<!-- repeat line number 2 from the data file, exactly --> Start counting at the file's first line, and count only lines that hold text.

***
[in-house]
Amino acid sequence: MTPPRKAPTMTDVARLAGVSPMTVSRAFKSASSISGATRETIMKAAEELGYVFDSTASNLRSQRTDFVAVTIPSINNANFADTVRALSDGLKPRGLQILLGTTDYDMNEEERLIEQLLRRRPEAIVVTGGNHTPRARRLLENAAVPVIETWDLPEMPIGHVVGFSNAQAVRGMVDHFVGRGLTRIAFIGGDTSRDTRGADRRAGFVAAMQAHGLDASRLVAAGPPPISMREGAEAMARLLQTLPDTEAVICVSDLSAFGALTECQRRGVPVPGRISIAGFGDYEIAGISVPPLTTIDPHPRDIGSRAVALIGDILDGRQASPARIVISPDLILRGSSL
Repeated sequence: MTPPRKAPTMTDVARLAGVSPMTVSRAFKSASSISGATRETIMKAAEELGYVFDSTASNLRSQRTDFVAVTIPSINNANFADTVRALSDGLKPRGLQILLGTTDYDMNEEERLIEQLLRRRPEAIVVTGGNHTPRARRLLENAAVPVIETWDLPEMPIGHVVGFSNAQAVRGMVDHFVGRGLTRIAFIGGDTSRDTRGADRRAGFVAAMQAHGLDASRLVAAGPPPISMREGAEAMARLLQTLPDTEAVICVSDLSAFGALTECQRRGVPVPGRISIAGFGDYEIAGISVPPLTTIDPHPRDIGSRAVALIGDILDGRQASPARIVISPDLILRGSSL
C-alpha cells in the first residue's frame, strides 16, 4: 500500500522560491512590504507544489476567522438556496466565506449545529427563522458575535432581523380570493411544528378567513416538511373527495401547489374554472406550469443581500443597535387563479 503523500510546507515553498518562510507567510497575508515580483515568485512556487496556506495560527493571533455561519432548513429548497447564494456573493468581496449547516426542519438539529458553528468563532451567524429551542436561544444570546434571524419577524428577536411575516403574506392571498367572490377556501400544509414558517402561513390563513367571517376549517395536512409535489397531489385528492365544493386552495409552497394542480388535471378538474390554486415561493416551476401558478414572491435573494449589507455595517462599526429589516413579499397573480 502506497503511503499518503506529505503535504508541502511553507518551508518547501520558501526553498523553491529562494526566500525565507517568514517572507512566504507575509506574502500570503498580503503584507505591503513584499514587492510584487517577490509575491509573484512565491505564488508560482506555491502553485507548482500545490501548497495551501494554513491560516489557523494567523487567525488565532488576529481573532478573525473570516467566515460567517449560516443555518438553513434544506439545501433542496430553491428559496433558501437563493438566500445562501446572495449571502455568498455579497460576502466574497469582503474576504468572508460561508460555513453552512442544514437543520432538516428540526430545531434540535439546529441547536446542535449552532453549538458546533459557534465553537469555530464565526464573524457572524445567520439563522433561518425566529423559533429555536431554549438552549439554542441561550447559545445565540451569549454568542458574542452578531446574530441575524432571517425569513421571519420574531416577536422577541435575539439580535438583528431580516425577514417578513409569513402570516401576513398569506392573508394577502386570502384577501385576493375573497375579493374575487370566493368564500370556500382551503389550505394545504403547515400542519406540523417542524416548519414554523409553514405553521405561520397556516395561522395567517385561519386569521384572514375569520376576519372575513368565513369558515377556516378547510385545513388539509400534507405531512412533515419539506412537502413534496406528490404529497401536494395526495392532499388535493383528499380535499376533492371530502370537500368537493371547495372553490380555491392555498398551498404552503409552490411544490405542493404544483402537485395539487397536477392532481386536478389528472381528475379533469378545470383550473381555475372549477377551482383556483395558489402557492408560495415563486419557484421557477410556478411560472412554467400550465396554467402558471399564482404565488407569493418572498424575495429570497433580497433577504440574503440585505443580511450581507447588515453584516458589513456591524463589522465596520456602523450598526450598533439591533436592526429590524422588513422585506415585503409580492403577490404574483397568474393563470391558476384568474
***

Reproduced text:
Amino acid sequence: MTPPRKAPTMTDVARLAGVSPMTVSRAFKSASSISGATRETIMKAAEELGYVFDSTASNLRSQRTDFVAVTIPSINNANFADTVRALSDGLKPRGLQILLGTTDYDMNEEERLIEQLLRRRPEAIVVTGGNHTPRARRLLENAAVPVIETWDLPEMPIGHVVGFSNAQAVRGMVDHFVGRGLTRIAFIGGDTSRDTRGADRRAGFVAAMQAHGLDASRLVAAGPPPISMREGAEAMARLLQTLPDTEAVICVSDLSAFGALTECQRRGVPVPGRISIAGFGDYEIAGISVPPLTTIDPHPRDIGSRAVALIGDILDGRQASPARIVISPDLILRGSSL